India is facing a deadly snakebite crisis that claims the lives of thousands of its citizens every year, with little attention paid to treating what is often referred to as the “poor man’s disease.” Farmers, in particular, are at high risk of being bitten by venomous snakes. According to a 2020 study, an average of nearly 58,000 Indian citizens die each year due to snakebites. However, the actual numbers are likely higher due to unreported cases.
Himar Jatt, a 37-year-old camel herder from Bachau in Gujarat state, has been bitten by venomous snakes three times in two years. His most recent encounter left him in excruciating pain and paralyzed for nearly two months. His neighbor, Baruah Bhil, a farmer, was also bitten by a snake last year and died the following day after seeking treatment from a quack doctor.
Doctors and public health experts attribute the snakebite crisis in India to several factors, including a cultural reverence for snakes, lack of access to immediate first aid facilities, reliance on “spiritual healers,” and a large share of the rural population living close to agricultural fields. There are over 300 snake species in India, of which 62 are identified as venomous and semi-venomous. The most dangerous ones include the common krait, the Russell’s viper, and the Indian cobra, which kill many people each year.
Dayal Majumdar, one of the country’s leading experts on snakebite treatment, has been visiting small villages in the Radha Nagar area of West Bengal for the last fifteen years, where numerous people have died from snakebites. During his visits, he witnessed an acute shortage of antivenom and a scarcity of healthcare facilities, which he believes is the main factor in the high number of casualties. Majumdar campaigns in villages across West Bengal state, urging people to seek immediate treatment in the nearest medical center if bitten, and discourages people from traditional treatment by faith healers or local priests.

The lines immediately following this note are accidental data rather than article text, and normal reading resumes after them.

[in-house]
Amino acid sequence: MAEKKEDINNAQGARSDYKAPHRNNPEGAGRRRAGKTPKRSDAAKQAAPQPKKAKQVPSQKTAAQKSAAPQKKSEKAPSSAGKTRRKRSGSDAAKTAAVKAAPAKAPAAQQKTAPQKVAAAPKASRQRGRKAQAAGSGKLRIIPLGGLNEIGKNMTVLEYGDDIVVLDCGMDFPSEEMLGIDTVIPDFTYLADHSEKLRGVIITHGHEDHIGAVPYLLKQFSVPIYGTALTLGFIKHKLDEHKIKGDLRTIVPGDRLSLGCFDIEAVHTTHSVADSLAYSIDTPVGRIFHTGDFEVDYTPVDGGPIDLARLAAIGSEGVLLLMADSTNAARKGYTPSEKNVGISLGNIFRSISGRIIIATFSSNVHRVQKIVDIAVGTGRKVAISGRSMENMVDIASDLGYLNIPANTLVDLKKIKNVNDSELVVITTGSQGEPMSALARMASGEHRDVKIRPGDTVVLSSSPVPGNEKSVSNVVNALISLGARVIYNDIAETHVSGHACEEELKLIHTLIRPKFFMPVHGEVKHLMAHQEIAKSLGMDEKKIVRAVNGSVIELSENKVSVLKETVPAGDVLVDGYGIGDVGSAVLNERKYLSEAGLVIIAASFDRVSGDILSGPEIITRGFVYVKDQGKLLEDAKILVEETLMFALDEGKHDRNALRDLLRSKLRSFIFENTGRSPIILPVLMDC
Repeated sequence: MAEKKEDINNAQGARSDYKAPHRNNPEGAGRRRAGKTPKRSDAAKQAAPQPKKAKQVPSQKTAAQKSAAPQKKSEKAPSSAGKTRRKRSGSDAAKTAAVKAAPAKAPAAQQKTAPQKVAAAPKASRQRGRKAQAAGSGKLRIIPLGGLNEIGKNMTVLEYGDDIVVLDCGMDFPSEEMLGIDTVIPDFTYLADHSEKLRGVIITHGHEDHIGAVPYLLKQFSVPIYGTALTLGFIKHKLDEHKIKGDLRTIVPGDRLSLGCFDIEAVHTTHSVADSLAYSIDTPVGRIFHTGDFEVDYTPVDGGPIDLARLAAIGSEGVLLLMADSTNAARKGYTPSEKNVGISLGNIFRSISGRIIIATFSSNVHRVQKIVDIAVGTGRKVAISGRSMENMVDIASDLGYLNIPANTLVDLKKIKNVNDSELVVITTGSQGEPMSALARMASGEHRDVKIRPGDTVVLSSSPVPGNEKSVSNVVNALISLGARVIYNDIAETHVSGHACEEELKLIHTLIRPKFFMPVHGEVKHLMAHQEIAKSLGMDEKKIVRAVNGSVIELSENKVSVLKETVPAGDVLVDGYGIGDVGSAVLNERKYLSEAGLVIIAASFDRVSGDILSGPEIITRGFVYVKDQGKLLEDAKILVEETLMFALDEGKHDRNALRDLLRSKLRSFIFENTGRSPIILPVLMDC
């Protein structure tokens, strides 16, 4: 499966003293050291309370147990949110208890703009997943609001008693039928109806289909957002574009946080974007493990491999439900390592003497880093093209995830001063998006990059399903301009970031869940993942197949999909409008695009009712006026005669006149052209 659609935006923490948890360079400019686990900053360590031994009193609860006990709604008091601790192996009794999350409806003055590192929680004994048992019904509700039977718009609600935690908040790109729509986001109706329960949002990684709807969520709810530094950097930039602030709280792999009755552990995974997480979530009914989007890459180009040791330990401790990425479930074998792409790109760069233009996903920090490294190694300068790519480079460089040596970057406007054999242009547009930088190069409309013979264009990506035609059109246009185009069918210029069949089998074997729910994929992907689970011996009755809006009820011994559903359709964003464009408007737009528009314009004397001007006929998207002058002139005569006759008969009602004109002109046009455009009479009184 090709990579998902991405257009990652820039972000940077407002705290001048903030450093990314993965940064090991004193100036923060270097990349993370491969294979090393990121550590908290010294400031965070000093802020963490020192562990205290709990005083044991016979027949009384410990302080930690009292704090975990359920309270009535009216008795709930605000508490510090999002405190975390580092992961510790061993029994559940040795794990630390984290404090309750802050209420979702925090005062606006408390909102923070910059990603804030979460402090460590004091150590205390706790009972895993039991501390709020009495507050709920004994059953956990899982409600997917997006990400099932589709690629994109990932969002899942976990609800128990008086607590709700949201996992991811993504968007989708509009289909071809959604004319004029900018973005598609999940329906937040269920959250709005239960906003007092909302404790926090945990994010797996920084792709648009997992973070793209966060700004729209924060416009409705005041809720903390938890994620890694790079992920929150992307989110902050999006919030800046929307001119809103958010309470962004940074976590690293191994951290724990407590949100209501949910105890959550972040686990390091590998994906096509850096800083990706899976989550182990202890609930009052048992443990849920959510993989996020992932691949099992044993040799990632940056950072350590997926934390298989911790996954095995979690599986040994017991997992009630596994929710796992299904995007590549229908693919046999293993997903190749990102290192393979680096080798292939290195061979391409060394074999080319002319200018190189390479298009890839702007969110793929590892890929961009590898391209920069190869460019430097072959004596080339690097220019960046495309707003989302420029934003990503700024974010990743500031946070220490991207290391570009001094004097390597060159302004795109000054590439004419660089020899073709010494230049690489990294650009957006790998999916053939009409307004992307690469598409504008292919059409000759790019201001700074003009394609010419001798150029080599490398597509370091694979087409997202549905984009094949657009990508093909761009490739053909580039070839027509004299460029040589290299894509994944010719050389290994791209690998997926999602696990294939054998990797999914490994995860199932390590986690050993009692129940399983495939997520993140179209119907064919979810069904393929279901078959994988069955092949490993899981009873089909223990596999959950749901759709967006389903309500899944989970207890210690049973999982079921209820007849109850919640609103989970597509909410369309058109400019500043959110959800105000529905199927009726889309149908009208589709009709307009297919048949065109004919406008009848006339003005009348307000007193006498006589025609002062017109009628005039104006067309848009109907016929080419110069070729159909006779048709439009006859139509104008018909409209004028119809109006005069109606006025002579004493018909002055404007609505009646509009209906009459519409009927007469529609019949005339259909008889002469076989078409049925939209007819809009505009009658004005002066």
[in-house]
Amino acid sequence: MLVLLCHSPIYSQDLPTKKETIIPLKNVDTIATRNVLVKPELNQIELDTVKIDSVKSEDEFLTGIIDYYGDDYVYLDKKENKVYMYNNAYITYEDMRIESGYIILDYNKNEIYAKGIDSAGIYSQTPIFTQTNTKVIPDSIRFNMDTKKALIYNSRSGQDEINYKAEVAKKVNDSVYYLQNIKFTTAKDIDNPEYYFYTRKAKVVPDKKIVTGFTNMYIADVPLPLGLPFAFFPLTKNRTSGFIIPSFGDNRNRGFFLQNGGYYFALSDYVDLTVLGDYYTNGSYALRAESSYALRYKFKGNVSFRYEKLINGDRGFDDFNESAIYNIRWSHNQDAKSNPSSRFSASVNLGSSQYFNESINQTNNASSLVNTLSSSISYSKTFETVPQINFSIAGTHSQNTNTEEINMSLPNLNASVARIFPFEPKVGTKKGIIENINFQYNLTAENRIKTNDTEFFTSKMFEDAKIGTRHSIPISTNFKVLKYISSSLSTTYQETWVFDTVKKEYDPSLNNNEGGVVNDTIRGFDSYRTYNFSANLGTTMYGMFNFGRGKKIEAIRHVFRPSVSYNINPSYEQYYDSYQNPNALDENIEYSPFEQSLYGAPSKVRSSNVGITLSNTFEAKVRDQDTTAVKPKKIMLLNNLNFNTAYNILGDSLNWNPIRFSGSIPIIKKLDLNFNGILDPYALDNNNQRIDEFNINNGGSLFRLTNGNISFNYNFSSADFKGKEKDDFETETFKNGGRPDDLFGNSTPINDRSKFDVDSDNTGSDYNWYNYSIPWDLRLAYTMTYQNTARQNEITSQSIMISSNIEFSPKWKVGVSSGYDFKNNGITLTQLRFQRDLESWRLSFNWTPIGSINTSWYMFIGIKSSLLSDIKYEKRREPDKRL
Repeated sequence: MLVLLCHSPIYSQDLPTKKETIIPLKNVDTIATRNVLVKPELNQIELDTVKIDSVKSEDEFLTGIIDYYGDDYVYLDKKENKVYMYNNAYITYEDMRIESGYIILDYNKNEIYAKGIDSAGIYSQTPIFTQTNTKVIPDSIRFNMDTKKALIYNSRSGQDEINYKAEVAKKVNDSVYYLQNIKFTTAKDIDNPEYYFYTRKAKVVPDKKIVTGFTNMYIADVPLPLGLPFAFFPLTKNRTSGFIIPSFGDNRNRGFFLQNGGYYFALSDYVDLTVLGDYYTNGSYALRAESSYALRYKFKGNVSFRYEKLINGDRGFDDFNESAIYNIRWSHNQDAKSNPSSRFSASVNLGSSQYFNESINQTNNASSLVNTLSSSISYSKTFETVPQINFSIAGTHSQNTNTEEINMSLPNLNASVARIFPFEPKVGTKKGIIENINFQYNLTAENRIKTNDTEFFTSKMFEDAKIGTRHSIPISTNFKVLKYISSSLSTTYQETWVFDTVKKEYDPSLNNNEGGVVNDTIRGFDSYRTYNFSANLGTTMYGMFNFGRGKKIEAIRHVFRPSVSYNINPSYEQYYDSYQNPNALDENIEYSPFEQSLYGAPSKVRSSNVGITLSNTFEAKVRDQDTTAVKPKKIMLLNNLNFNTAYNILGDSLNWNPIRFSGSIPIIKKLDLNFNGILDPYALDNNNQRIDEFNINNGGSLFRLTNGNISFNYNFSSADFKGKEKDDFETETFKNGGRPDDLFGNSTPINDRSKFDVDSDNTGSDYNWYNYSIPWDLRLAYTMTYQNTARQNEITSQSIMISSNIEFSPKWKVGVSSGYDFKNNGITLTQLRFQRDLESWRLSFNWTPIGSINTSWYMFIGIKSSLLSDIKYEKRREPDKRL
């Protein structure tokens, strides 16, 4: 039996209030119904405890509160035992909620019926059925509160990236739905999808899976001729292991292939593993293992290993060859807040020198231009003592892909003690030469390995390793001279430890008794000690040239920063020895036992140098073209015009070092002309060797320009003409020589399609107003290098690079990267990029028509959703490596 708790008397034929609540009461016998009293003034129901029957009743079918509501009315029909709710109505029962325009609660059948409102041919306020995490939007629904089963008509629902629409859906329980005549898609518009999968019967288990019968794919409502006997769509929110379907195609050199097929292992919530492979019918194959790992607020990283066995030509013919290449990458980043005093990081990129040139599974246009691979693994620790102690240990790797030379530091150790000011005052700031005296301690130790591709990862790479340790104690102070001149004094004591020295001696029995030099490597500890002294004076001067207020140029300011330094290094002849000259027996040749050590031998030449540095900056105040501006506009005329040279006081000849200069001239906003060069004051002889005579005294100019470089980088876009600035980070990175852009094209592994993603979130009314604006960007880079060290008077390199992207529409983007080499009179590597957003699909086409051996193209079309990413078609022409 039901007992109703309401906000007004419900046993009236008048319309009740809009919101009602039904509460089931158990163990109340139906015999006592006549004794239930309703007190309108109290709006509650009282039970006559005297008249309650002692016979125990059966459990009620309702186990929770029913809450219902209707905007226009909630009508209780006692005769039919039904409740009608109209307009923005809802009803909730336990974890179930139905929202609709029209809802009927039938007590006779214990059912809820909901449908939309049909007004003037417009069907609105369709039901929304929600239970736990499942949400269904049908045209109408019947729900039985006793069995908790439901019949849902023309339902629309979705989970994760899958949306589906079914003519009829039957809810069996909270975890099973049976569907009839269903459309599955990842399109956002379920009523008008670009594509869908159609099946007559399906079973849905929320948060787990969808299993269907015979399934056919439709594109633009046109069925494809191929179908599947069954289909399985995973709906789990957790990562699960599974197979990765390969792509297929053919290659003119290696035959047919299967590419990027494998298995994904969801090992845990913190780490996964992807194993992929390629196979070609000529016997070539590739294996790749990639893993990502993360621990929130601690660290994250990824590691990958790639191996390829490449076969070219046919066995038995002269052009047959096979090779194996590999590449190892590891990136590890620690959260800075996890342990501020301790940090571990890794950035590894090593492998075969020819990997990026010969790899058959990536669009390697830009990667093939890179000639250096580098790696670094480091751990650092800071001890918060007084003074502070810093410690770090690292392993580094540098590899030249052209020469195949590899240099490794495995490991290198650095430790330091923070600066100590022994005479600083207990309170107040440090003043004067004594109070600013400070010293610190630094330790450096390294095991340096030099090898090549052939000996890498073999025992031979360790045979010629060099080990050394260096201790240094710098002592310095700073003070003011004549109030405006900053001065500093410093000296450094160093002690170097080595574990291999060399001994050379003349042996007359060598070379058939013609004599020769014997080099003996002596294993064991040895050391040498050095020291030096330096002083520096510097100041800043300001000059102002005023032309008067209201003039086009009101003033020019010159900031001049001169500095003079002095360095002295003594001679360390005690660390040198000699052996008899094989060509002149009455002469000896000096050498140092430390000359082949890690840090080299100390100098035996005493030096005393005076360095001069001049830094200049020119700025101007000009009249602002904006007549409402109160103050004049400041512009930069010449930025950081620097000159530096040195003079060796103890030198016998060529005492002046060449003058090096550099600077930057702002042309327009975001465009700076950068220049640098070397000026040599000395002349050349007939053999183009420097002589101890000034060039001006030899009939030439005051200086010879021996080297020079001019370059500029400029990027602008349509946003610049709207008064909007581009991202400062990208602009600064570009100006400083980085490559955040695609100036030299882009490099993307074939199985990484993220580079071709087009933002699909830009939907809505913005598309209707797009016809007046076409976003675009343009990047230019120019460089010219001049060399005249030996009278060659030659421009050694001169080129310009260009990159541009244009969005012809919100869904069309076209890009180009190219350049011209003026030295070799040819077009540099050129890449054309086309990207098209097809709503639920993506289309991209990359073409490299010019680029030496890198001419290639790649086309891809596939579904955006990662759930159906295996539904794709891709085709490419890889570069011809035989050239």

Avinash Visvanathan, general secretary of the Friends of Snake Society, a non-profit organization working for the conservation of snakes in India, runs awareness programs across the country to educate people on how to deal with snakebites. Visvanathan believes snakebites are a serious health issue that has been neglected in India and advocates making it a notifiable disease.
The World Health Organization (WHO) designated poisoning by snakebite a neglected tropical disease in 2017. In 2022, the agency launched a global initiative to halve the number of snakebite deaths and disabilities by 2030. However, in India, it is still not categorized as a notifiable disease, which plays down its severity and keeps it out of official government reports.
Jatt and fellow villagers are now fighting to get a local medical center equipped with antivenom medicines. For them, this would mean access to immediate, professional treatment, and the end of the snakebite scourge on their village.